Customary fisheries and traditional fishing-grounds
The customary fishing regulations formally recognise the
special relationship between tangata whenua and places
of spiritual and cultural importance.
Through them, iwi and hapū manage their non-commercial fishing
in a way that best fits their local practices, and has minimum
impact on the fishing rights of others.
To use the customary fishing regulations, iwi and hapū groups
decide who has tangata whenua status over defined areas or rohe
moana. This status can be shared by a number of iwi and hapū
groups, who then choose and nominate people to act as guardians
for particular fishing-grounds. These are called Tangata Kaitiaki
in the North and Chatham Islands, and Tangata Tiaki in the South
and Stewart Islands.
Tangata whenua can also ask for special management areas
– ‘mātaitai reserves’ and ‘taiapure-local fisheries’ – to cover
their traditional fishing-grounds.
Mātaitai reserves help to ensure fisheries resources are available
for customary food-gathering. Mātaitai reserves allow guardians
to manage their fisheries sustainably for customary purposes.
Within mātaitai reserves, guardians can recommend bylaws to
the Minister of Fisheries to change the rules for customary and
recreational fishing. Normally, commercial fishing is not allowed
within these reserves, but guardians can recommend regulations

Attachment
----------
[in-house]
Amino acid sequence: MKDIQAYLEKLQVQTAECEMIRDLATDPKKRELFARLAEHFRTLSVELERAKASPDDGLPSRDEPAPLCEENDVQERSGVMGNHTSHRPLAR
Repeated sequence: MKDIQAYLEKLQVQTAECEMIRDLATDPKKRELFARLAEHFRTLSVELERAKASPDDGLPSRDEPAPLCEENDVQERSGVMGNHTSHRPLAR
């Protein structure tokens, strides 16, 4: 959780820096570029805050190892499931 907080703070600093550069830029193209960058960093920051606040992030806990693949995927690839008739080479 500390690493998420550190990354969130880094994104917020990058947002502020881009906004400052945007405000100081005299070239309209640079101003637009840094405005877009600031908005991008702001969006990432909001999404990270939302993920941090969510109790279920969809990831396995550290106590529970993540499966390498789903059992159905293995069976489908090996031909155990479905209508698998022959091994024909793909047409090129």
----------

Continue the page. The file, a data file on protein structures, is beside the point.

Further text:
to the Minister of Fisheries to restore limited commercial fishing.
Bylaws for non-commercial fishing within reserves must apply
equally to all people, with only one exception; if a reserve is closed
for general harvesting, guardians may allow seafood to be taken
to meet the needs of the marae belonging to the tangata whenua
of the reserve.
A taiapure-local fishery may be established in an area that has
customarily been of special significance to an iwi or hapū as a
source of food, or for spiritual or cultural reasons. A taiapure-local
fishery can be established over any area of estuarine or coastal
All fishing (including commercial fishing) can continue in a taiapure-local
fishery, allowing tangata whenua to become involved in the
management of both commercial and non-commercial
fishing in their area. The management committee for a taiapure-local
fishery can provide advice and recommendations to the
Minister of Fisheries for regulations to manage local fisheries.
Currently eight mātaitai reserves have been established –
three in the North Island: Hawke’s Bay, eastern Bay of Plenty
and Aotea Harbour; and five in the South Island: Banks Peninsula,
Lyttelton Harbour, Stewart Island, Kaka Point and the Mataura
River. Several other iwi and hapū groups have lodged or are
planning to lodge applications.
Eight taiapure-local fisheries have also been established – five
in the North Island: southern Wairarapa, Bay of Plenty, southern
Hawke’s Bay, Northland and Waikato areas; and three in the
South Island: Banks Peninsula, Delaware Bay and East Otago.
Without the customary fishing regulations, iwi and hapū can only
take fish for important events under provisions contained in the
recreational fishing regulations. The regulations enable marae to
honour guests by providing seafood at events like hui and tangi. It gives no more control over their fisheries than this, and does not
provide for other types of customary purposes or management.